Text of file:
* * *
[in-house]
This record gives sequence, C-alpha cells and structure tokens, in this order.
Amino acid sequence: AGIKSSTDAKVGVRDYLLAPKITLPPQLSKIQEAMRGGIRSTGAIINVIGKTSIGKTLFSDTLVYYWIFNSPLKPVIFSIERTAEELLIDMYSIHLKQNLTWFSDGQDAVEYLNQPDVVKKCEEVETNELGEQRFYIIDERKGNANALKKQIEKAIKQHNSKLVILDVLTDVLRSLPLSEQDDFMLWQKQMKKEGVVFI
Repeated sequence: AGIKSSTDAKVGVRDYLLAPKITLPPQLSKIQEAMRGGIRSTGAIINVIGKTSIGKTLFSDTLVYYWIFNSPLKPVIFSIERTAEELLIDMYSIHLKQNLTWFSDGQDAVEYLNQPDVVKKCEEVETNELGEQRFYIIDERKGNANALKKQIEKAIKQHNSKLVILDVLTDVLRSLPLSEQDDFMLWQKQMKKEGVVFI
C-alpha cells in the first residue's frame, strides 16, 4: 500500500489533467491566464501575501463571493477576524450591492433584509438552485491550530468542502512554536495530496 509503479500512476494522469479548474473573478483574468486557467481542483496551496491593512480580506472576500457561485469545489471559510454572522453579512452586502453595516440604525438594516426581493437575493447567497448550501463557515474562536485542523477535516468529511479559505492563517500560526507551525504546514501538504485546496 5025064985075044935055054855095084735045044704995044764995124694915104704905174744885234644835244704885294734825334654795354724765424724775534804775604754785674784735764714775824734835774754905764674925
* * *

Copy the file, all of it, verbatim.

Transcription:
[in-house]
This record gives sequence, C-alpha cells and structure tokens, in this order.
Amino acid sequence: AGIKSSTDAKVGVRDYLLAPKITLPPQLSKIQEAMRGGIRSTGAIINVIGKTSIGKTLFSDTLVYYWIFNSPLKPVIFSIERTAEELLIDMYSIHLKQNLTWFSDGQDAVEYLNQPDVVKKCEEVETNELGEQRFYIIDERKGNANALKKQIEKAIKQHNSKLVILDVLTDVLRSLPLSEQDDFMLWQKQMKKEGVVFI
Repeated sequence: AGIKSSTDAKVGVRDYLLAPKITLPPQLSKIQEAMRGGIRSTGAIINVIGKTSIGKTLFSDTLVYYWIFNSPLKPVIFSIERTAEELLIDMYSIHLKQNLTWFSDGQDAVEYLNQPDVVKKCEEVETNELGEQRFYIIDERKGNANALKKQIEKAIKQHNSKLVILDVLTDVLRSLPLSEQDDFMLWQKQMKKEGVVFI
C-alpha cells in the first residue's frame, strides 16, 4: 500500500489533467491566464501575501463571493477576524450591492433584509438552485491550530468542502512554536495530496 509503479500512476494522469479548474473573478483574468486557467481542483496551496491593512480580506472576500457561485469545489471559510454572522453579512452586502453595516440604525438594516426581493437575493447567497448550501463557515474562536485542523477535516468529511479559505492563517500560526507551525504546514501538504485546496 5025064985075044935055054855095084735045044704995044764995124694915104704905174744885234644835244704885294734825334654795354724765424724775534804775604754785674784735764714775824734835774754905764674925